Decriminalization is a political and spiritual project. Our work to Stop Cop City dismantles the false ideal of safety. This false ideal is destroying forests, intensifying violence against communities of color, and silencing the electorate.  As people of faith, we cannot affirm the worth and dignity of all while privileging the well-being of a chosen few. We are not fully human when we separate ourselves from the humanity of others.


Decriminalization is a process of healing and (re)connection. A just and abundant concept of safety requires all of us. It proclaims a future where care and safety are abundant because our relationships are cultivated through mutuality, not domination. We act, showing up with and for communities to win campaigns and to grow a network of love, compassion and care. This is the work of community building. This is how we keep us safe.


In faith and solidarity,


Nicole Pressley, Field & Programs Director, Side With Love




 

We want your feedback! Please take our anonymous survey to better understand the congregation's specific needs as we plan for the future. Thank you for your participation.



 


Save the date! First Unitarian is partnering with the nonprofit Walt's Mobil Closet on March 30.



Walt’s Mobil Closet is excited to announce their 2nd Annual Essential Women’s Event will be held on MARCH 30th at the First Unitarian Church of New Bedford! This event is specifically geared toward supporting and celebrating underserved women and people who identify as women in our communities.


An event to not only get loads of information and services, but a safe environment to do so.


Walt’s will be there with racks and tables of gently used clothing, shoes, bras, and bling! As they did last year, they will be handing out gently used purses that will be filled with essential items such as hand lotion, lip balm, feminine hygiene, makeup, etc. Walt's is partnering with Women United (a division of The United Way) who will support them with purses.


They are still in the process of developing the list of vendors who will be in attendance.


Stay tuned for more information about this collaboration!

 

Social Justice Meeting - Today


The First Unitarian's Social Justice Committee meets weekly on Wednesday at 6:30 PM. Contact Ely Dorsey, chair, with any questions. We hope to see you there!


a.  Discussion of this Sunday's Congregational Anti-Racism Teach-in/ Service

        i.  Everyone's story review (Izzy, ToniAnne, Mary, Eileen, Ely, Annie).  Your story should not exceed 7 minutes.  

                  ii. Strategy, logistics, food (All)

                  iii. Materials (Ely, Izzy, Tonianne)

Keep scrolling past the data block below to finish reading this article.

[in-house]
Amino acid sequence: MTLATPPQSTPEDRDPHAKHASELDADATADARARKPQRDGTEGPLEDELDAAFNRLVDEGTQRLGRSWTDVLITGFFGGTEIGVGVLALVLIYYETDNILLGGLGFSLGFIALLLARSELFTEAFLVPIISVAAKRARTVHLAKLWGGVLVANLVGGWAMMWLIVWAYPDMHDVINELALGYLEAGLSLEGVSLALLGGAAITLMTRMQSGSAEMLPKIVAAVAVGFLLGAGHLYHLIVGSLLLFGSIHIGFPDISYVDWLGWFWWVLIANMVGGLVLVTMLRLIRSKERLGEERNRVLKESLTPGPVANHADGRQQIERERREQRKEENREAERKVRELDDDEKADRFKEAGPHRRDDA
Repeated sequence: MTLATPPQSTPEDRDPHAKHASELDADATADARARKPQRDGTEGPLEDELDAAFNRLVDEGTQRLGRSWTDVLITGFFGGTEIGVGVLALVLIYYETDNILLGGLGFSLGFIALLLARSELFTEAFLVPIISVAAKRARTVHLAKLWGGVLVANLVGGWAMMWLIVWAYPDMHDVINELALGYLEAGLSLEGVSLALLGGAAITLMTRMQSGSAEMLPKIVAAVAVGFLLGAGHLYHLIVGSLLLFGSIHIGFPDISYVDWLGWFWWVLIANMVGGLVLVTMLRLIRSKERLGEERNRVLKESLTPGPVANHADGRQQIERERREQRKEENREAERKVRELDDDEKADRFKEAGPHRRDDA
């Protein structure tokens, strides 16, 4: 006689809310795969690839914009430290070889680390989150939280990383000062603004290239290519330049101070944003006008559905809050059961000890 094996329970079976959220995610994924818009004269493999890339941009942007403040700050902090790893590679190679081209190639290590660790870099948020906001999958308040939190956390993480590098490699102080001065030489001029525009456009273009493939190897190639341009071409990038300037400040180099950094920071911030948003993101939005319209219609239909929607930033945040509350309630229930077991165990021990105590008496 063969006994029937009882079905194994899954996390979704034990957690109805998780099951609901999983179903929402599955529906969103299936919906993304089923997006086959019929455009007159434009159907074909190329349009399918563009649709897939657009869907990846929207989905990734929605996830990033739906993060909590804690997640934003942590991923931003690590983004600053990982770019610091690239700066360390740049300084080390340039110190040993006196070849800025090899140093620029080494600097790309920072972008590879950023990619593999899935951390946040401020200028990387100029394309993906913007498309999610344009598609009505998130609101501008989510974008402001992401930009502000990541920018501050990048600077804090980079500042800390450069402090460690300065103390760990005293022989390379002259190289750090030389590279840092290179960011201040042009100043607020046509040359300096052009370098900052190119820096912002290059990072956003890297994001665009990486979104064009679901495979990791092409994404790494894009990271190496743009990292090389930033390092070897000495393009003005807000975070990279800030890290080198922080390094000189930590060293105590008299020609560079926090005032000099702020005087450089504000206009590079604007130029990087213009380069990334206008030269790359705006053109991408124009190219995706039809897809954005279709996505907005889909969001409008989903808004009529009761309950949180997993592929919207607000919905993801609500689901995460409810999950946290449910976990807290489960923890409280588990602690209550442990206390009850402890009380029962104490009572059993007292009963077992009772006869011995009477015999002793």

iv.  Order of Service (Karen)

     b.  New Business.    




Only 14 days left to get your donations in! The Social Justice Committee is collecting food and personal care items through January to make care packets for those in need. Donations can be dropped off at the church office Monday-Friday 10 am - 1 pm, or at Sunday service.


 


Thrift Shop


Heart Confetti

Reminder: During inclement weather, please call the office at 508-9944-9686 or check the church's Facebook page to see if the Thrift Shop is open.


We are still looking for a one-time volunteer to organize records and CD's. Let Pam know if you are interested or know of a student who needs community service hours.


Paper bags with handles are needed. Drop them off during regular office hours and Jess will make sure the Thrift Shop receives them.


 




Thank you to our donors who have given a total of $756 as of January 17, 2024

The plaster project has been completed! (Do a happy dance)


We are still taking donations for this project. Your donation, no matter the size, will contribute to the $8,000 cost for repairs. We will be collecting donations through January. If you would like to donate by check, please send it to 71 8th Street, New Bedford, MA 02740, with "Plaster" in the memo. Or, you can donate online by clicking the link below. Thank you for your continued generosity.



 








 

Our Promises


  • Each person is important.

  • Be kind in all you do.

  • We help each other learn.

  • We search for what is true.

  • Each person has a say.

  • Work for a peaceful world.

  • The web of life’s the way.

  • Build the beloved community, free from racism and oppression.

 


First Unitarian Church in New Bedford

71 8th Street, New Bedford, MA 02740

(508) 994-9686

Administrator ext. 10

Minister ext. 13

Karen cell: (508) 441-9344


Board Members & Officers

Steve Carmel, President

Charles Morgan, Vice President

Deborah Carmel, Treasurer

Cora Peirce, Clerk


Trustees

Committee Chairs

Staff